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Naked City Details

FULL SYNOPSIS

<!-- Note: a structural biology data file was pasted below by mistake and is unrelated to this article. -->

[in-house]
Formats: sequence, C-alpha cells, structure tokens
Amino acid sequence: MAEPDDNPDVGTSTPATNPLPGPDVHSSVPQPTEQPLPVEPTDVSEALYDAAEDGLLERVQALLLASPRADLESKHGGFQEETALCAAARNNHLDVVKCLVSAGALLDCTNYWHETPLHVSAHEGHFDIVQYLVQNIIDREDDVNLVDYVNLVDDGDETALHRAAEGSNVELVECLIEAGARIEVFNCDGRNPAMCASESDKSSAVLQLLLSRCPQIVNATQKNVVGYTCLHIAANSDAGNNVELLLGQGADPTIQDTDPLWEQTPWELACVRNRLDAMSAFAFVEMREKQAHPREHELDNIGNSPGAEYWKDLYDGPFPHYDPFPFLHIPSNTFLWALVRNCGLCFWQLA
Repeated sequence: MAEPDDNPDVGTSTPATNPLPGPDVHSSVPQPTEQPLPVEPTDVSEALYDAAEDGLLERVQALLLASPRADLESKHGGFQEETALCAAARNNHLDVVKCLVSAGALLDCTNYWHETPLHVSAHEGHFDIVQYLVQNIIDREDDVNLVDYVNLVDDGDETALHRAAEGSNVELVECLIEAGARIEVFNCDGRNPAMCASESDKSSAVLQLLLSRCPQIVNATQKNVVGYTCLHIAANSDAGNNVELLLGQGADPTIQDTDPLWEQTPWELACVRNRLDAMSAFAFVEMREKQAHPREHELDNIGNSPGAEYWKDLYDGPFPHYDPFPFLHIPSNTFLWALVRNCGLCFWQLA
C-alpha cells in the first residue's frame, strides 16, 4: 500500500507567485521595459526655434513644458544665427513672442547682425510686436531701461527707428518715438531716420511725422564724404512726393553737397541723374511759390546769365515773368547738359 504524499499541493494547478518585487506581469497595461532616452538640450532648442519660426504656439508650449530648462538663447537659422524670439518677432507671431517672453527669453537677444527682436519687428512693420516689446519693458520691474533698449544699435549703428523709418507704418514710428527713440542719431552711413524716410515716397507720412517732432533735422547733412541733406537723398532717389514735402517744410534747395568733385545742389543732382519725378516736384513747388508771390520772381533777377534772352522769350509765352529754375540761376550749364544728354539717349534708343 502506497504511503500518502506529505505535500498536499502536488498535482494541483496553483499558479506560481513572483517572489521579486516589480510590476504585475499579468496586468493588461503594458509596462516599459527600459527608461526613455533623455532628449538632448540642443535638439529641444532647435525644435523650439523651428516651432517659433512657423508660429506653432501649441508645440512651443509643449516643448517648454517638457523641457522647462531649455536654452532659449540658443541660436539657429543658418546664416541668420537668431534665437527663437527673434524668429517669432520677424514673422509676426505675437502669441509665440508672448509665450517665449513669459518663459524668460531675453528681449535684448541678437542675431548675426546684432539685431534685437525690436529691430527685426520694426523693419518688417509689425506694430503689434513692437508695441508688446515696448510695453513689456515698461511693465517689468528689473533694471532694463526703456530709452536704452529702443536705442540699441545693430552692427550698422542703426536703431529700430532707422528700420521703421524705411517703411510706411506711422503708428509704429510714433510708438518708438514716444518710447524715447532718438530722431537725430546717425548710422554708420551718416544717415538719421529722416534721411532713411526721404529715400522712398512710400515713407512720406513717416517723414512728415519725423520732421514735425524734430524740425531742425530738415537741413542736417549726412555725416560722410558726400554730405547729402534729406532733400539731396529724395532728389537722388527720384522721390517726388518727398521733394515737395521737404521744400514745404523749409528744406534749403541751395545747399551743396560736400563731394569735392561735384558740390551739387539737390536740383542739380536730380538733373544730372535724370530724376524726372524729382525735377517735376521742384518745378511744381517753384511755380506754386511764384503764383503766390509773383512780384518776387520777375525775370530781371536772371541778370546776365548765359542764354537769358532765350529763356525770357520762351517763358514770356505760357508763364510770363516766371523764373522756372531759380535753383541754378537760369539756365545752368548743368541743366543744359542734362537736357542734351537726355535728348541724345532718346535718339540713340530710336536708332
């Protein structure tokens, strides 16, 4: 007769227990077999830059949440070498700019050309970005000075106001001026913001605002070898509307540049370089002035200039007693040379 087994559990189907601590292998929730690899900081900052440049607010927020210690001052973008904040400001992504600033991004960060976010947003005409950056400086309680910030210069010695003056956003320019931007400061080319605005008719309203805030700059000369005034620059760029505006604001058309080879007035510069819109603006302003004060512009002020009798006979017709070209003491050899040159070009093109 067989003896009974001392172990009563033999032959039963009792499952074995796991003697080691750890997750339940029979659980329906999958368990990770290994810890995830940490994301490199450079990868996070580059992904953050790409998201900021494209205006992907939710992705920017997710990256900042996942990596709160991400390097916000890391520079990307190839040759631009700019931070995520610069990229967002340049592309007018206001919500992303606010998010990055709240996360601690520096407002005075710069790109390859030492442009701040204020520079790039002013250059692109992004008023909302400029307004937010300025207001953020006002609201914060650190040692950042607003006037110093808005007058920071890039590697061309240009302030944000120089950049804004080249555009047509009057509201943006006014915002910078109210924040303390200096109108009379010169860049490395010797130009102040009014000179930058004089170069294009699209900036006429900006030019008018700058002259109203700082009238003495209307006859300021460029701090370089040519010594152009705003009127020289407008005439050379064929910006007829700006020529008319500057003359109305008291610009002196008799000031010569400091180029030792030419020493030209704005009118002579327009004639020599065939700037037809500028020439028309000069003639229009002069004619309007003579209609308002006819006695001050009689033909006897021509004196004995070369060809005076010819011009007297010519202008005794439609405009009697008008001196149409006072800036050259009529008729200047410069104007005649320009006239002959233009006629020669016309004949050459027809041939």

Young model Jean Dexter is knocked unconscious and drowned in her own bathtub in her Manhattan apartment, and a lot of jewelry that she supposedly owned is missing. The Naked City is actually about six days in the life of New York City that coincide with the murder and the subsequent investigation by Lt. Dan Muldoon (Barry Fitzgerald) and Detective James Halloran (Don Taylor). The account of their work, and the workings of the New York City police department, is interspersed with brief vignettes about the life of the city around them, and, especially, the reaction of residents to the murder and the newspaper reports of the progress of the case. Muldoon and Halloran first must determine why she was killed, which may (or may not) have to do with how a woman with a minimal income came by the jewelry -- was it a love affair gone bad (and if so, with whom?), or something more complex and sinister? Retracing the final 18 months of the victim's life, their investigation reaches out to a mysterious "Philip Henderson" with whom she was supposedly linked romantically, and to Frank Niles (Howard Duff), who's a little too fast-and-loose with the truth when he doesn't have to be to make Muldoon comfortable; to make things more complicated, Muldoon determines that there were at least two men involved with the actual commission of the murder. The victim turns out to have led a wild life, filled with men and parties, and was tied up with several sordid figures. Their investigation carries them into the highest and lowest ends of New York's social strata to find the killer, and it turns out there are a lot of interlocking reasons why at least three men might've wanted her dead. In the process, we get glimpses of the private lives of the detectives, which was something new in movies at this time; in the midst of all of this activity, the writers set up a fascinating contrast, in adjacent scenes, between Halloran, his wife, and their young son looking toward the future, with the parents of the dead woman, looking back with bitter regret and recriminations -- no movie ever presented in more subtle fashion the contrast between the zeitgeist of the 1930s and that of the postwar era. The final chase on the Williamsburg Bridge is one of the classic pieces of suspense cinema, as the armed and desperate killer races up the walkway past children playing and adults strolling, while detectives close in on foot from behind and patrol cars come up from ahead, with crowded subways rolling past, and then into the superstructure of the bridge for a stand-off and shootout. Sharp-eyed viewers will spot future character leads Paul Ford, James Gregory, John Marley, Kathleen Freeman, and Arthur O'Connell as well as familiar faces Tom Pedi, John Randolph, Molly Picon, and Walter Burke in the supporting cast. Cinematographer William Daniels and editor Paul Weatherwax won Oscars for their work, but awards might just as easily have been presented to director Jules Dassin, writers Albert Maltz and Malvin Wald, composers Miklos Rozsa and Frank Skinner, and, most notably, to producer/narrator Mark Hellinger, who intoned the closing monologue, which opens with one of the most famous tag lines in movie history: "There are eight million stories in the Naked City." ~ Bruce Eder, Rovi